The Trust (Blu-ray) (2016)
R Dir: Alex Brewer, Benjamin Brewer | Lionsgate | 1h 32min

Review By: Matt Malouf | August 1st, 2016

Plot: What’s it about?

The Trust, which stars Nicolas Cage and Elijah Wood has a few surprises up its sleeve. For one, it features one of the better performances from Cage in recent memory. Secondly, the film (at least for a while) is quite enjoyable at times, especially the first half which keeps the tone light and loose. Frustratingly, it doesn’t maintain that level of fun as it ventures into dark territory during the second half. The film begins as we see both characters start their day as they get ready to go to work. Cage plays Lieutenant Jim Stone. Wood is Sergeant David Waters. We begin as the two of them are investing a case. Lieutenant Stone gets a suspicion about a bail slip which could contain upwards of $200,000. This causes him to enlist the help of Sergeant Waters in his off time, ensuring Waters that he’ll be comped for his time. This leads to the two of them doing their own secretive investigative work. This is where the film has most of its fun as we see these two buffoons being not-so-subtle as they’re trying to gather evidence. They eventually find a fault that is to contain some good loot. It’s here that the film starts to unravel and become less interesting. A large portion of the second half is spent in an apartment as these two detectives try to crack open a safe.

It was refreshing at first to see Cage not only give a solid performance, but also in a film that doesn’t stink. As mentioned, the novelty wears off during the latter half of the film. When motives become clear, and things turn darker, the film then gets less interesting. While the film is well paced in the first half, it slows down considerably when the two are tracking to crack the safe. There’s only so much tension you can squeeze out of this scenario. It should be stated that Wood also does fine work here. In a way, we can emphasize with his character a bit more as he seems to have some sort of conscience. There’s also a brief appearance by Jerry Lewis. Yes, THAT Jerry Lewis. The Trust had me at first, but lost me by the time the end credits began to roll. The ending also tosses in a bit of irony as well. I wish I had been more invested through most of the story, because it might’ve had more of an impact on me. At least we see Cage taking a small step in the right direction. I’m sure this is only the first of many films we’ll see from him this year. One thing’s for sure: He’s almost never boring.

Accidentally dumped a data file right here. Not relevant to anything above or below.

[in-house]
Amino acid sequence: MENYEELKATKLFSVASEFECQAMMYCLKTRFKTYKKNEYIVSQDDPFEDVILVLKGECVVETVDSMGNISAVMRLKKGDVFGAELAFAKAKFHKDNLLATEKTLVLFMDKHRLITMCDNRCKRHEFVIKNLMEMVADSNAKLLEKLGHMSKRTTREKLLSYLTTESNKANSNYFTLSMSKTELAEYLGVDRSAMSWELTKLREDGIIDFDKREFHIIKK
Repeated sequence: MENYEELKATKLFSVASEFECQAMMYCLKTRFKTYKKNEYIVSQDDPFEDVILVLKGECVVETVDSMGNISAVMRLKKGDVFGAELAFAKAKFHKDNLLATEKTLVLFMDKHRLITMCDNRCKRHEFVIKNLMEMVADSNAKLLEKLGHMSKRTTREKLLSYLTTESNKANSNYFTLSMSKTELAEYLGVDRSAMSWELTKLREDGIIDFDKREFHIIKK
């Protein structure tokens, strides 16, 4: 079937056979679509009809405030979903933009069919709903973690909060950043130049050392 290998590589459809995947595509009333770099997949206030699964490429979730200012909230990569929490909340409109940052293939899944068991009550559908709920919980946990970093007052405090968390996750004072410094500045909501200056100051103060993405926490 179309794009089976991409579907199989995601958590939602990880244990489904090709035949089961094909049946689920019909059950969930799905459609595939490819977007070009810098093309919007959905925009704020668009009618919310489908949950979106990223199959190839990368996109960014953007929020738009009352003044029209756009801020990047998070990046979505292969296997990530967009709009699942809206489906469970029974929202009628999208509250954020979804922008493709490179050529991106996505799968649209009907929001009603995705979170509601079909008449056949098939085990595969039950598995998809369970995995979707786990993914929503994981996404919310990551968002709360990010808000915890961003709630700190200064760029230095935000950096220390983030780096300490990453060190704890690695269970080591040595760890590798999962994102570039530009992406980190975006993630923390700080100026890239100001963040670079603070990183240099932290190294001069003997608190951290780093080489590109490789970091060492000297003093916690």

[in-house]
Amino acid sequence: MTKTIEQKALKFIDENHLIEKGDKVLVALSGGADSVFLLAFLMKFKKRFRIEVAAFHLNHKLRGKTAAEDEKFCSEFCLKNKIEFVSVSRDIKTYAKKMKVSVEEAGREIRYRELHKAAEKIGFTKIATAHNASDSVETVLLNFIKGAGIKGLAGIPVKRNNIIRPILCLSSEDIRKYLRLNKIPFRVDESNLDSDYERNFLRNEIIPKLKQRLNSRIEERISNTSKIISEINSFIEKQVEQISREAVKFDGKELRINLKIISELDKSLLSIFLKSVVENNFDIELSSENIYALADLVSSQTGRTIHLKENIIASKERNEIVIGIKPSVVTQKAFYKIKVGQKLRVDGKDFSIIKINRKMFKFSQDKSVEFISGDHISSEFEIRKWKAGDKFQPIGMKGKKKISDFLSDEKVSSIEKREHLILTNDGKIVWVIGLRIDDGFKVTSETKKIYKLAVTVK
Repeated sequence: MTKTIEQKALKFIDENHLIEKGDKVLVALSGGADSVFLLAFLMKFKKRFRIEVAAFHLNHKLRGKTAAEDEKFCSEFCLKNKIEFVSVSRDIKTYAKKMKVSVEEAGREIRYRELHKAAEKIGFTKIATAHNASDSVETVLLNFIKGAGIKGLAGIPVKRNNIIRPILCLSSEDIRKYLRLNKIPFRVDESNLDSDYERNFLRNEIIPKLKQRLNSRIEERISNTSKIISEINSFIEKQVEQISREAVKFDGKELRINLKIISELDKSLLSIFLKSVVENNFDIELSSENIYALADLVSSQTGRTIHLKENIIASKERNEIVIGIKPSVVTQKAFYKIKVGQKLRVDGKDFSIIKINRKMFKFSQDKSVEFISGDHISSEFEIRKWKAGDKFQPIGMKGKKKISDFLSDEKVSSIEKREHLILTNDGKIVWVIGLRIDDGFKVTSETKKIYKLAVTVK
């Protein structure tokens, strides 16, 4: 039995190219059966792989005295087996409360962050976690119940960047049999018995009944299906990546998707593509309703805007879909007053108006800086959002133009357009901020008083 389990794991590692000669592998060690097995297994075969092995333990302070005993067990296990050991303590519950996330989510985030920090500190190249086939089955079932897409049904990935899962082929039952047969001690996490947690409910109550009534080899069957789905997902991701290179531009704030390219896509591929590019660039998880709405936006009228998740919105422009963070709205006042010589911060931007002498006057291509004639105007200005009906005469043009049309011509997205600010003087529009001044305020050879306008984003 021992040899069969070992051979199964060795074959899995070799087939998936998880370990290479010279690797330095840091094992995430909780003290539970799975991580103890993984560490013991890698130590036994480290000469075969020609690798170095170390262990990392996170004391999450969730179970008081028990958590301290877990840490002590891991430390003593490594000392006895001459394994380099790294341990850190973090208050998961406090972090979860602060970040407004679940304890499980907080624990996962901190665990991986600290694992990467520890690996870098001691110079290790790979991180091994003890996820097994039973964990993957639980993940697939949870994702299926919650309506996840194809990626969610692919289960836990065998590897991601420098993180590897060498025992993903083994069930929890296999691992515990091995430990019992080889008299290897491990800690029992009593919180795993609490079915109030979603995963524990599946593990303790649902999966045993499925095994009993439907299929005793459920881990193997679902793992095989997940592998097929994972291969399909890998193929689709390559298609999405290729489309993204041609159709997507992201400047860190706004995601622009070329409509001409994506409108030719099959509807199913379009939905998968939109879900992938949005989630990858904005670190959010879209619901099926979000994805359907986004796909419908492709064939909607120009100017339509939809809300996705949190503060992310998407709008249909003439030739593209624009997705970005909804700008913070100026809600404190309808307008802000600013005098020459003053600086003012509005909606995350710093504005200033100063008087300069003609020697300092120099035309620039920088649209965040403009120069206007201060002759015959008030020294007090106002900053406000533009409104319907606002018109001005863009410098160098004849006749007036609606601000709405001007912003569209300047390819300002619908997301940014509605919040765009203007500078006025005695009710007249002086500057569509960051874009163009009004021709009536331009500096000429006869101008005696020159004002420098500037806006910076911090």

Video: How’s it look?

There are a number of dark scenes in this film that have a bit of a washed out, grainy look, but there’s also strong detail as well. By no means is this a great transfer, but it’s not terrible either. The majority of it is indeed very passable, but it’s the moments I mentioned that keep it from being a total winner. Still, fans shouldn’t find too much to complain about here.

Audio: How’s it sound?

Audio is solid. Vocals sound crisp with little issues. We get some action scenes that kick things up a notch as well. There’s good range throughout the track, too. It won’t put your system to the test, but it serves the film as it should.

Supplements: What are the extras?

  • Audio Commentary – Directors Alex and Benjamin Brewer seem in a daze here as they talk about working with Nicholas Cage and Elijah Wood. It’s not a bad track by any means, but I’m more of a technical guy so I’d have liked to learn a bit more about the shoot and the script. Then again, that’s just me.
  • The Dynamics of a Duo: Nicolas Cage and Elijah Wood – Essentially a feature that praises the two main actors and their respective characters in this film.
  • The Visuals of Vegas – A look as Sin City in all its glory and how the town played as a backdrop in the film.

The Bottom Line

The pros almost outweigh the cons here. Almost, but not quite. What starts out as a fun and breezy film about two lousy detectives soon turns dark and less interesting. The second half of the film is considerably weaker. I think keeping it confined to one setting near the end is part of the problem. It just becomes dull and boring after a point. Cage gives one of his better performances in recent memory while Elijah Wood more than holds his own. Still, I can’t quite recommend this one.

Disc Features
  • (2.40:1) Aspect Ratio
  • Video Codec: AVC
  • Audio: DTS HD Master
  • Theatrical Trailer
  • Audio Commentary
  • Deleted Scene(s)
  • Featurette
  • Documentary
  • Digital Copy
  • 1 Disc Set
  • IMDb Information Rotten 57%
The Trust (Blu-ray)

3.5
Video
Audio
Extras